Rory and Tiger paired together, tied on six shots under at the start of Masters Sunday, could have been a dream scenario.
The problem was that they were 10 shots back from Jordan Spieth, whose play over the previous three days had been as good, in its own way, as all but the very best the two of them had produced in their time. Nike’s copy writers might have cut at least a couple off Spieth’s lead if they had been writing the script. With that, this would be pretty much the same scene they had set in the advert they released at the beginning of the week – seven days and an age ago – which showed the young McIlroy watching wide-eyed as Woods won the Masters back in 1997. The ad ended with the pair of them, McIlroy an adult now, hitting a couple of drives and walking off down the fairway together.
And so it went, at 2.30 in the afternoon. Right then the tournament was still alive with possibility, as every Sunday always is at the Masters. If Woods could just conjure up the form he found on the front nine on Saturday, when he went out in 32, well what then? And if McIlroy could manage to play all 18 in the way he did the back nine on Friday, when he came home in 31, who was to say what would happen? Spieth had said that he was going to try and get round Augusta without looking up at the leaderboards. But you cannot shut out the roars, not when they are as loud as the ones the patrons give to McIlroy and Woods when they score birdies and eagles. The crowd around them on Sundayy was, by a distance almost as great as Spieth’s lead, the biggest of the week.
On Saturday Woods’ first drive flew straight down the middle, a herald of good things to come. On Sunday his first drive went way left, over on to the 9th fairway, and that too was a sign of what lay ahead. He hit two fairways all day and did not find a single one on the front nine. That first one was the same spot he had hit at the start of his first practice round, back on Monday. Then he had escaped with a second shot that fell within two feet of the pin. This time he could find only the top lip of the greenside bunker. He still got away with par. So did McIlroy, his made in much more straightforward fashion.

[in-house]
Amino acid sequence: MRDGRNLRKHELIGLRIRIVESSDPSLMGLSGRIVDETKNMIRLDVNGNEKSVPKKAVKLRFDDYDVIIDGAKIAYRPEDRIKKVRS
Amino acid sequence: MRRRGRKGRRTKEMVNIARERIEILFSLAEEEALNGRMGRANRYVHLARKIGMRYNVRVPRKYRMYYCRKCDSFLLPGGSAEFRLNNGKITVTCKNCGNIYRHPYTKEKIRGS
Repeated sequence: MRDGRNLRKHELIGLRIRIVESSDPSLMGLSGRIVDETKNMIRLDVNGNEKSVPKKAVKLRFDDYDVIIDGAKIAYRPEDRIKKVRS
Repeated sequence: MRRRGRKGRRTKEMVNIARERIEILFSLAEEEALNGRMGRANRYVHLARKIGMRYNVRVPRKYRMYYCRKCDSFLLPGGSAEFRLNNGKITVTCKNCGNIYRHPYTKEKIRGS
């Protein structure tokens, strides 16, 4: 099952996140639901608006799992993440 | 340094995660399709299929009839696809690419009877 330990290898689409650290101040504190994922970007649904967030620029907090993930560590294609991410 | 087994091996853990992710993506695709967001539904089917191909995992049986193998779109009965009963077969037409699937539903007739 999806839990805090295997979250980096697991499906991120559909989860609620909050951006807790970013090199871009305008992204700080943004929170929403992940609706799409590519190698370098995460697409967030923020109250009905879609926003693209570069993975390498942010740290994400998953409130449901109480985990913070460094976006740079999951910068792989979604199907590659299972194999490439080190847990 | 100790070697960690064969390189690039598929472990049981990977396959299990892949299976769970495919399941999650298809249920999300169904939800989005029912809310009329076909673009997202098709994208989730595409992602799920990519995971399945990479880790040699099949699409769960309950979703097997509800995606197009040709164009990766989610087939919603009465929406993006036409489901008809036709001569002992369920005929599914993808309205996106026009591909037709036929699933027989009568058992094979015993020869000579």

At the par-five 2nd Woods went left into the trees, another familiar spot for him. His second shot was superb, right into the heart of the green. But a three-putt meant par. It was the same for McIlroy, who had to chip in after his approach fell on the wrong side of the bunker at the front left. At the 3rd he was over the back of the green while Woods’ absurdly long tee-shot, in the second cut right up on the lower slopes of the approach, was wasted when he missed an eight-foot putt. And at the 4th Woods had to clamber out of a bunker and dropped his first shot while doing it. McIlroy, on the other hand, made a superb tee-shot but missed his putt and walked away with another par.
By then the final pairs were out, bunched up in the corner of the course. While Woods was missing his putt on the 3rd, Phil Mickelson was making a birdie on the 2nd, a few yards over the way, and up on the hill beyond that Spieth and Justin Rose were both picking up shots on the 1st. And one knew then, if one did not already, that, wherever the real action was going to be, it was not with Woods and McIlroy, even though McIlroy picked up birdies at the 6th and 8th.
At the 9th Woods caught a hidden root with his club while he was trying to chop his way out from underneath a tree. He immediately hugged his right hand to his belly and doubled over in agony. Another man might have withdrawn, especially after, evidently still in huge pain, he hit both his first and second shots at the 10th into the trees. But Woods had worked so hard to make it to this Masters. He had, as he has said more than once, spent “thousands and thousands” of hours practising since he pulled out of the Phoenix Open at the start of February. So he gritted his teeth and got on with it. He even made an eagle at the 13th, with a brilliant 25-foot putt. He finished one under for the day and five under overall, tied for 17th – an astonishing performance in the circumstances. He says he will be taking “a little time off” now, so he can “go back to the drawing board and refine what I’m doing”.
As for McIlroy, he did find another streak of fine form over the back nine, which he completed in 32, with birdies at the 11th, 13th, 14th and 18th. That meant he shot 66, his best round of the week. He just needed to be a little bit sharper on the first 27 holes he played, which he covered in three over par. Well as he played in patches, one got the sense that, four years after he blew his own four-shot lead on the Sunday here in 2011, he is still not entirely at ease on this course. He said he would have taken 12 under at the start of the week and was gracious enough to praise Spieth for his wonderful play, and for “keeping his foot down”. They are now ranked No1 and No2 in the world. Spieth’s win, McIlroy said, was “going to be great for the game”. There was a glint in his eye as he said it.
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